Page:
On July 15, 2014, the Occupational Safety and Health Administration ("OSHA") issued a policy memorandum to its Regional Administrators, explaining in greater detail the agency’s Temporary Worker Initiative ("TWI").  The TWI, which was launched on April 29, 2013, is an initiative intended to prevent work-related injuries and illnesses among temporary workers.  Employers who have temporary employees hired through staffing agencies should be aware that OSHA has a particular focus on the health and safety of those temporary employees, and should ensure that those temporary employees are provided with proper protective equipment and training to minimize any potential workplace hazards. Perhaps the most interesting portion of the memorandum is the agency’s explanation that “in general, OSHA will consider the staffing agency and host employer to be ‘joint employers’ of the workers in this situation” and, thus, that both employers will be responsible for protecting the safety and health of the worker.  OSHA noted that these “obligations will sometimes overlap” and that -- depending on the circumstances of any violations of the Act -- the agency will “consider issuing citations to either or both of the employers.”  Notably, while the memorandum states that a host employer will normally have “primary responsibility for determining the hazards in their workplace and complying with worksite-specific requirements,” it adds that the temporary agency or staffing firm also has a “duty to diligently inquire and determine what, if any, safety and health hazards are present at their client’s workplaces.”  The memorandum includes the following example:  “If a staffing agency is supplying workers to a host where they will be working in a manufacturing setting using potentially hazardous equipment, the agency should take reasonable steps to identify any hazards present, to ensure that workers will receive the required training, protective equipment, and other safeguards, and then later verify that the protections are in place." The memorandum indicates that additional bulletins and a compliance directive regarding the TWI will be issued.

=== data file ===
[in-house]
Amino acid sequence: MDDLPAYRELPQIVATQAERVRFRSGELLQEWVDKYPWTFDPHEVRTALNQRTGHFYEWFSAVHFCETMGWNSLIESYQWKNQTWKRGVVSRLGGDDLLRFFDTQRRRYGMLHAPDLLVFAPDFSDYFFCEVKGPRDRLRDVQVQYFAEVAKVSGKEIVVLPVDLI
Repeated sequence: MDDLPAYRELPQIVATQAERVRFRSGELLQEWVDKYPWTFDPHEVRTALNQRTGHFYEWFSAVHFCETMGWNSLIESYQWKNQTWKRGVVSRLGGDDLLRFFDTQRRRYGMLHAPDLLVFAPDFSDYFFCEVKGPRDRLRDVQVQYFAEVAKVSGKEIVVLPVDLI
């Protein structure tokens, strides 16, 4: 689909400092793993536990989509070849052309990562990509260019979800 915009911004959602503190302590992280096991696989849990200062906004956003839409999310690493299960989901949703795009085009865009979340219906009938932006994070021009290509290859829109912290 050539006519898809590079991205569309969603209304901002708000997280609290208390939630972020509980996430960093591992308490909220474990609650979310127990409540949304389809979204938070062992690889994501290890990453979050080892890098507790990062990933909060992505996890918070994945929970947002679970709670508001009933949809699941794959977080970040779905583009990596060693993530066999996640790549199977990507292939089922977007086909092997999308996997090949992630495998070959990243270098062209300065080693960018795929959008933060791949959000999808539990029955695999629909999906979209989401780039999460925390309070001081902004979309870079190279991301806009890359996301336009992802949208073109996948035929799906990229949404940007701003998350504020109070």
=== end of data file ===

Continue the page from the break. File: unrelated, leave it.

Recent OSHA Activity Underscores Attention to Whistleblower Statutes

March 31, 2014

By Michael D. Billok